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Edith Lank

Want to share with you this obscure comment on Thoreau, as I posted it on my blog:

For 99 cents I downloaded the complete works of Louisa May Alcott to my Kindle, to see how it all strikes me 75 years after I first read those novels.
Rose in Bloom is a sequel, what today we'd probably call Young Adult fiction. In it, Louisa gives one of the Eight Cousins a very Victorian death and marries off several others. At one point, to demonstrate a young couple's moral compatibility, she has them discussing inspirational authors. Shakespeare, Milton, Keats, Thoreau, Emerson. I’m thinking that’s a typical Victorian canon, and then I pull up short. Wait a minute -- when Louisa May Alcott was a child, Thoreau took her and her sisters on nature walks. As a worshipful teenager, she left wildflower bouquets on Emerson’s doorstep. For some reason it gives me the shivers to see the mature author letting her characters discuss them as dead authors.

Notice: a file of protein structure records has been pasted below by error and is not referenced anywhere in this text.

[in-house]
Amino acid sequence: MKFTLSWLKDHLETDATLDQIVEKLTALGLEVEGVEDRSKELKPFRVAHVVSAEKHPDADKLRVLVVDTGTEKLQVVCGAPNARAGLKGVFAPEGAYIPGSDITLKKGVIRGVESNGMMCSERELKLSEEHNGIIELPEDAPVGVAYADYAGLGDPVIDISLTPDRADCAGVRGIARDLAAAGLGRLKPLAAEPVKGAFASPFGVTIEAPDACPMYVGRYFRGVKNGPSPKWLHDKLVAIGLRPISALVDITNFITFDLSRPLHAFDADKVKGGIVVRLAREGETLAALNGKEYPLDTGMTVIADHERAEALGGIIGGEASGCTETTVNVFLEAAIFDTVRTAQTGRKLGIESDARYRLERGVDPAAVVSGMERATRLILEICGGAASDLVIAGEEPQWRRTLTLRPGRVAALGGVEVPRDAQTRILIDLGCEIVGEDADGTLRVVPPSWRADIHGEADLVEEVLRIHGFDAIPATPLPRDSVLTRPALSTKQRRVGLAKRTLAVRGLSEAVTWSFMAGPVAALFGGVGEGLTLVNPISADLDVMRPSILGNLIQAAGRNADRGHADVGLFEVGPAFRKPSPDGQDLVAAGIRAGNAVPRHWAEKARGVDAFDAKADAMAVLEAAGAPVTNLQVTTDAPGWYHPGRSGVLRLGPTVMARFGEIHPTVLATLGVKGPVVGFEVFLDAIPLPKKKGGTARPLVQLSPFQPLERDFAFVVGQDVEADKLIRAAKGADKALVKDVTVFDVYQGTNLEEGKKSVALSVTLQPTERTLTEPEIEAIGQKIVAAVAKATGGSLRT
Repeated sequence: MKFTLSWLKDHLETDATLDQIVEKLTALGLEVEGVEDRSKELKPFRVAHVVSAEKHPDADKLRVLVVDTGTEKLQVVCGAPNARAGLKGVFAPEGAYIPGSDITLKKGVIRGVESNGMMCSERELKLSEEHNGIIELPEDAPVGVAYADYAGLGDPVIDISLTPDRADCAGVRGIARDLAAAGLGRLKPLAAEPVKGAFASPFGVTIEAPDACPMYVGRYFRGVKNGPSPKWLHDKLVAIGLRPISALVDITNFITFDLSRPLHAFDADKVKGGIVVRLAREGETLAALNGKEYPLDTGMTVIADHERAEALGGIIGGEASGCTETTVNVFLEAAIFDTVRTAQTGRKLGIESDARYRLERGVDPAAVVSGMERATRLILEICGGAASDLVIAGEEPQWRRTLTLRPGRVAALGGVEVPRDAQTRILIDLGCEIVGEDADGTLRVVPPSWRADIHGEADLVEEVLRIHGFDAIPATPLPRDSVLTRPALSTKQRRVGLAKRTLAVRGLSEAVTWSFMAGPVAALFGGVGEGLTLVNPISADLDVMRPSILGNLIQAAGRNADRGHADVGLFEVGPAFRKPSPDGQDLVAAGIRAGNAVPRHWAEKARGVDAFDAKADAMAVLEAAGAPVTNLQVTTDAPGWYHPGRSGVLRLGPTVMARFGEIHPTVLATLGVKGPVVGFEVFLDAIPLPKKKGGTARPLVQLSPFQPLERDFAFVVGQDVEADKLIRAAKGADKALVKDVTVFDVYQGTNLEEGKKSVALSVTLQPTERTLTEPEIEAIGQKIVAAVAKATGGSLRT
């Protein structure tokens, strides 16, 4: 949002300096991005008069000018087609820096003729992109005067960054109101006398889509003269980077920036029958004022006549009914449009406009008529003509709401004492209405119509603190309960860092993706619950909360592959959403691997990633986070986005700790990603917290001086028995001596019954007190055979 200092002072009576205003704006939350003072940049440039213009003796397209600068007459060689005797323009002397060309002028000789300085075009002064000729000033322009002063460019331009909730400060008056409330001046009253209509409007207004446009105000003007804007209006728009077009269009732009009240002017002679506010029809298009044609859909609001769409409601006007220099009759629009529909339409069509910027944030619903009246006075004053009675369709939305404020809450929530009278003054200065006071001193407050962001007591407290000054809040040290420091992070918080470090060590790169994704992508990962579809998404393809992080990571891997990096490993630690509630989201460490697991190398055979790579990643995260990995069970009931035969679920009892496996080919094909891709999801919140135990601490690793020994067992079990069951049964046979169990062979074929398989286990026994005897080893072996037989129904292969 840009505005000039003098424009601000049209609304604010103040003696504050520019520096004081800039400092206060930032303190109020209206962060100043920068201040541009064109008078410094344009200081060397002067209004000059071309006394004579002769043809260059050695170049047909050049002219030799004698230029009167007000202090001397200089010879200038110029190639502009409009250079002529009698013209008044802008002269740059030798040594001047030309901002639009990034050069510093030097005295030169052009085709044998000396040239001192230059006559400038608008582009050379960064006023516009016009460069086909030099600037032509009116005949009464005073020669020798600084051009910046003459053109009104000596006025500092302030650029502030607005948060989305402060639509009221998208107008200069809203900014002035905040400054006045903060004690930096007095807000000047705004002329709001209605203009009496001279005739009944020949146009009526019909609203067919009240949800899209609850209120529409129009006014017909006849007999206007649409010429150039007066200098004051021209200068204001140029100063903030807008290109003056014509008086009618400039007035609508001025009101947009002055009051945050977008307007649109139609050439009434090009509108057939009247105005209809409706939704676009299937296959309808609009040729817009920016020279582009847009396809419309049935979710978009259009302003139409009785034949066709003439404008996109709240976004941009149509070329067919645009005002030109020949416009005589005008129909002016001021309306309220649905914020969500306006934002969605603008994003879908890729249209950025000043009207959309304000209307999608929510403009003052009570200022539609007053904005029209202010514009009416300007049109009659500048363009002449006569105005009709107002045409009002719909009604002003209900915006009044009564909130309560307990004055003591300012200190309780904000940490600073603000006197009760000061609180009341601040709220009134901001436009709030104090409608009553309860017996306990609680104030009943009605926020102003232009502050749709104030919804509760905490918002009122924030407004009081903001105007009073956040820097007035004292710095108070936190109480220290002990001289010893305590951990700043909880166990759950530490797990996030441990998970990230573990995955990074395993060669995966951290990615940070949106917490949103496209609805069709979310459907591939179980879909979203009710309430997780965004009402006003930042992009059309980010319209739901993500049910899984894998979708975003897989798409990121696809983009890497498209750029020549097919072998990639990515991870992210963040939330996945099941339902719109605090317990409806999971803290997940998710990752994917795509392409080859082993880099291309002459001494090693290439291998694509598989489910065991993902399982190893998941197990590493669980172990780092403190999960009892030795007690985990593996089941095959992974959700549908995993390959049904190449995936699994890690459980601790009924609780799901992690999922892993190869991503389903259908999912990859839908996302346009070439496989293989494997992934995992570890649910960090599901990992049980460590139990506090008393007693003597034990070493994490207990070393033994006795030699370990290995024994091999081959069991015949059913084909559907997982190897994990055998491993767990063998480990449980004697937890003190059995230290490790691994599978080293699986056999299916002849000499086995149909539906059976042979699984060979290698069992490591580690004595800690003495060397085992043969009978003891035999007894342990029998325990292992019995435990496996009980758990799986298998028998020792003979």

Characters in this novel are given to long prissy speeches. I started skipping a lot, wondering why I was bothering to finish the book, and then I found out why. The narrator steps out of the story to say this about her old friend Henry David:
“Thoreau, who, having made a perfect pencil, gave up the business and took to writing books with the sort of indelible ink which grows clearer with time.”
That gem of a sentence is buried in an obscure Victorian novel, and I don't know who'll ever get to see it. Just had to share it with you here.

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  • I trained as a design historian
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